This is where bringing together and harmonizing two legislative proposals can make a difference.

Rental assistance vouchers enable lower-income residents to tap into a much larger universe of housing than is otherwise available to them. The creation of a Housing Access Voucher Program (HAVP) would expand the availability of rental assistance. With a vanishingly low vacancy rate, however, issuing more vouchers without adding housing is a zero-sum game that drives up rents for lower-cost apartments, leaving new people out in the cold.

By coupling HAVP with the enactment of a new tax program to boost housing construction, we can house more New Yorkers of all incomes. Legislation should create a HAVP that issues new vouchers only as new housing supply comes online within the region. The new tax relief program should require participating buildings to include low-income units in high-cost areas, and in other areas to include units at rents that can be reached with vouchers.

This coordinated approach aligns our housing goals to create a whole that is greater than the sum of its parts both easing the housing shortage and directly supporting lower-income New Yorkers.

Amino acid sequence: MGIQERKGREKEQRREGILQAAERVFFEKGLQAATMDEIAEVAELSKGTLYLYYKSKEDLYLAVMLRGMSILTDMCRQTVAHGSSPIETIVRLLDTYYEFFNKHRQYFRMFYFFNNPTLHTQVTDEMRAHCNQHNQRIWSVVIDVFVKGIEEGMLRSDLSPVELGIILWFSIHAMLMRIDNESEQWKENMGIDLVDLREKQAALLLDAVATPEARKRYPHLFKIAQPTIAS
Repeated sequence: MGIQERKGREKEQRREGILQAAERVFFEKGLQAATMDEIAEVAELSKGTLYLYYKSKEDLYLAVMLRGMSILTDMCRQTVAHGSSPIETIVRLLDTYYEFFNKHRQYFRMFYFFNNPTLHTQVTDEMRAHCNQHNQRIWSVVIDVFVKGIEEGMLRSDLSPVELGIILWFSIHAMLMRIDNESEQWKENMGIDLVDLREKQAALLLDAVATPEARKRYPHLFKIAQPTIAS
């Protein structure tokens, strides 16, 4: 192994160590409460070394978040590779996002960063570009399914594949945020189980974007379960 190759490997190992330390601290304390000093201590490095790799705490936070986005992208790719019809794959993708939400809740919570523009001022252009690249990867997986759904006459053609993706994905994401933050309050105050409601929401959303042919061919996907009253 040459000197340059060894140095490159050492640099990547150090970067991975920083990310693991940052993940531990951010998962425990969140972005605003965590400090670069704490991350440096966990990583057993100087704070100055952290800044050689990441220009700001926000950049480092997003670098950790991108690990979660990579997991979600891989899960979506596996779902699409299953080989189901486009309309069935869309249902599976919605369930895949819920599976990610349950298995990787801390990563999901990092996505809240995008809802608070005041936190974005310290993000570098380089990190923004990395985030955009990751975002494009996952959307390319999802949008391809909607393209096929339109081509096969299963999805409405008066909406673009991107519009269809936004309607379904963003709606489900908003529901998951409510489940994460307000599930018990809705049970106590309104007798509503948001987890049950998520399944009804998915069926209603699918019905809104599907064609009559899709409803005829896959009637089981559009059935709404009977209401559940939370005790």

Finally, the replacement of 421-a needs to afford New York City control over its ability to zone for growth. For nearly a decade, rezonings that allow more housing have been subject to the Mandatory Inclusionary Housing program, allowing new housing only if a 20 to 30 percent is set aside as permanently affordable. The City’s own study showed that this program only works with a tax incentive like 421-a and that without one, rezoning with MIH is more likely to stop privately financed housing than to increase it.

But even when it existed, 421-a was set to expire every few years. It is impossible for the City to build long-term growth plans for housing – for a neighborhood, or for the city as a whole – when they depend on a State program that expires every few years.

A new tax relief program cannot be allowed to expire in areas subject to MIH without an act of the legislature, and the City should be given authority to make at least limited changes to keep the program working. It would be foolish and irresponsible to allow financial bumps or legislative inaction derail the city’s long-term plans for housing.

In addition to all the aforementioned matters, CHPC supports the testimony of the Basement Apartments Safe for Everyone (BASE) coalition regarding the urgency of State action authorizing the City to implement a program to make basement and cellar apartments safe and legal.

We may not do everything necessary to end our housing crisis in a single year. But it critical that the State “do something” this year to house more New Yorkers, better.

CHPC's testimony, submitted February 14, 2024